“There will be significant design changes that come about,” Kramer said. “You’ll need to be thinking of desk nooks and study nooks in people’s apartments. What was popular five years ago absolutely won’t fly in the future.”

Seniors may also trade expensive micro-units in dense, urban centers like Boston, New York and San Francisco for more space in suburban settings or college towns. That could be a boon to nonprofits like Kendal Senior Living Communities, which runs retirement centers near Oberlin College and Dartmouth, Kramer said.

“Land is a lot cheaper and boomers can be spread out, but they still have vibrancy and intellectual community of sports, culture and ongoing learning where you take classes,” Kramer added. “That way, boomers get [their] desire for continuing education and culture and the arts.”

A long-lasting economic slowdown would also create demand for affordable properties once seniors are ready to downsize. Swartz, who works with five dozen different senior housing operators at Cushman & Wakefield, knows of several developer clients who are exploring less-expensive housing products.

“You may see less of the luxury-oriented product and more middle-market product where units are a little smaller and [have fewer] frills,” Swartz said. “There’s a huge population that cannot afford most of the new product that’s been developed over the last five to 10 years, and the industry was exploring methods of lower-cost solutions before COVID.”

The Chicago-based firm Standard Companies, which owns 3,700 units across 26 properties, has found success catering to middle- and lower-income seniors in areas of the Midwest, Northeast, and in California.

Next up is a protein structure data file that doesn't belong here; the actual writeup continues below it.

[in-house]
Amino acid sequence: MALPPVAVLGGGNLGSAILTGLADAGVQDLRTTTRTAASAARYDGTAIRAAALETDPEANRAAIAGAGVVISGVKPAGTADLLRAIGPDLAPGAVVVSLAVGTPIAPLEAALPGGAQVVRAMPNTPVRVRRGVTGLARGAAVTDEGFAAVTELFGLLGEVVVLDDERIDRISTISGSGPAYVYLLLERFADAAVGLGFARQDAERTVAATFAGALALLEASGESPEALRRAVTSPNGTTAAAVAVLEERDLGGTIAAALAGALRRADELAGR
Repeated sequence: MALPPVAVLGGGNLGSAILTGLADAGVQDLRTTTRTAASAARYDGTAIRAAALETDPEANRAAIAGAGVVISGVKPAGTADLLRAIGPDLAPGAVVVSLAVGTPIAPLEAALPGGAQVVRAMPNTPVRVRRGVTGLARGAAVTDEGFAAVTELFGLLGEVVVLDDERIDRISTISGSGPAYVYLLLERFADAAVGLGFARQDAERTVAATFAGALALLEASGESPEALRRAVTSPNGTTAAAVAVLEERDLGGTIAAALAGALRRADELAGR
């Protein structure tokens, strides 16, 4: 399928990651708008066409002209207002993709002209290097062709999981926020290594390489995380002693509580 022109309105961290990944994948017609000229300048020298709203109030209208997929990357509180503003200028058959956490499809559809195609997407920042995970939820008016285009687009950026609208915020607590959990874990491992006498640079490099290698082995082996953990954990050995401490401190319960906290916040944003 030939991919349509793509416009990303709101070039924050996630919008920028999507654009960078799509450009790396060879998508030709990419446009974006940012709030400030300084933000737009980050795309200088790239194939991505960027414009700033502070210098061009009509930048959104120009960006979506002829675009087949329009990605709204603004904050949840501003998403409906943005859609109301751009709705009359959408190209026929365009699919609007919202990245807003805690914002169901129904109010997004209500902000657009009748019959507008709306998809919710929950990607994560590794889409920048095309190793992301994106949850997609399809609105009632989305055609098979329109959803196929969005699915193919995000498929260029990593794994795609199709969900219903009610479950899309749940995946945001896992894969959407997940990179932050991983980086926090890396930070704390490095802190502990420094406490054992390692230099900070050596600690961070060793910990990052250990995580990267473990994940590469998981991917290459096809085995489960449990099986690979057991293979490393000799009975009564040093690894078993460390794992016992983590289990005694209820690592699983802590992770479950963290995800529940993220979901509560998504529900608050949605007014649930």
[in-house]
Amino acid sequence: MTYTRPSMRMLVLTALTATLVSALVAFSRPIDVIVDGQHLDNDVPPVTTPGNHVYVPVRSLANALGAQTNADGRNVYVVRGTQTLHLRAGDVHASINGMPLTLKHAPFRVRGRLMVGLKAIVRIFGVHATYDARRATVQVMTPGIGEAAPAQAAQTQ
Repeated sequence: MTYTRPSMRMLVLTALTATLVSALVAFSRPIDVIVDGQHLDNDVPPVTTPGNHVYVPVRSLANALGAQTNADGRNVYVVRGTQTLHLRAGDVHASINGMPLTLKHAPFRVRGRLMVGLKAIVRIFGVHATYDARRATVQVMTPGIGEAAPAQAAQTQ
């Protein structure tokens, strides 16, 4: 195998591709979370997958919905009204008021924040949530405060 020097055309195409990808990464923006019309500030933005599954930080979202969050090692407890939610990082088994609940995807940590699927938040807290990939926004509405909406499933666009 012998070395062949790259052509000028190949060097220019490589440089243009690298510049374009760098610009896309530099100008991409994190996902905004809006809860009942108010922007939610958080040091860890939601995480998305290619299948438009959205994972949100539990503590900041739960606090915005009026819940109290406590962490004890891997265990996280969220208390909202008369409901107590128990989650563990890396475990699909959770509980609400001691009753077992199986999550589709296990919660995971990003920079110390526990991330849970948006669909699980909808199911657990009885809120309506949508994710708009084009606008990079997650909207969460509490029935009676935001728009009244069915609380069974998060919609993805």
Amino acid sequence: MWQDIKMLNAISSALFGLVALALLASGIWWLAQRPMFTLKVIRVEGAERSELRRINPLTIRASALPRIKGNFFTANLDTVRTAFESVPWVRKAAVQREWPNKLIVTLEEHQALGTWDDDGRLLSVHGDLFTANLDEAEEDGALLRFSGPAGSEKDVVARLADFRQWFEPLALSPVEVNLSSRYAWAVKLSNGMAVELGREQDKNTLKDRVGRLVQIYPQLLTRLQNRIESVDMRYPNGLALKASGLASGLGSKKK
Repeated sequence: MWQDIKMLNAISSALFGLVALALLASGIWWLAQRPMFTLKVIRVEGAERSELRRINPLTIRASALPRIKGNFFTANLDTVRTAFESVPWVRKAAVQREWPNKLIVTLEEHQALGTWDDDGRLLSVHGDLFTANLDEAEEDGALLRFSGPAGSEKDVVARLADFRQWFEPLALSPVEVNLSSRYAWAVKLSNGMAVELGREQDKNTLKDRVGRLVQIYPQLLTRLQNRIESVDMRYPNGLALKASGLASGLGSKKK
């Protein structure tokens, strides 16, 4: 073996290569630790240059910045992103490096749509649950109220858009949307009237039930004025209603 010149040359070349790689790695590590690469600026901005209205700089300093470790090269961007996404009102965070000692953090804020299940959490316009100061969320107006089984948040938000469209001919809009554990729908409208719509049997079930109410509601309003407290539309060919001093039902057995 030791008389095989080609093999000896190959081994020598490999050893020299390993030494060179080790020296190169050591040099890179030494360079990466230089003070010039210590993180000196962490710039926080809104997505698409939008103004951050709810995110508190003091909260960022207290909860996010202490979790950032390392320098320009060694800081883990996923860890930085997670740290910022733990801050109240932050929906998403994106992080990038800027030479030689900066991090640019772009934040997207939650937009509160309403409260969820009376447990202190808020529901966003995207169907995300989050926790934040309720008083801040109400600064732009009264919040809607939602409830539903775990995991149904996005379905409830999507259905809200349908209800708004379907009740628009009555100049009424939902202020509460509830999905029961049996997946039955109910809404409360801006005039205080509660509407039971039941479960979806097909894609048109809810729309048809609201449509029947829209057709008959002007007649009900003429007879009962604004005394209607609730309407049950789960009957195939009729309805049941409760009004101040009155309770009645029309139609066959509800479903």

The company acquires existing buildings and utilizes affordable housing tax credits and Section 8 vouchers to rehabilitate older buildings with new fixtures and amenities. Standard also brings in some health services which could be a selling point for seniors who still need health services but prefer the autonomy of an independent building and can’t afford to move to Florida or Arizona.

“In the affordable field, people are still connected to their community and they may not be able to cash in and move to somewhere else,” Standard partner Robert Koerner told CO. “There’s a huge growth of the demographic of senior citizens whose incomes aren’t enough to pay market rent.”

Once the pandemic ends, seniors may find that being in a retirement community of some kind is more attractive than aging at home alone.

“The senior population is much safer in independent living and assisted living communities than they are if they’re living at home and going to the grocery store,” Widmier said. “Many seniors are realizing that they should be in a more controlled environment.”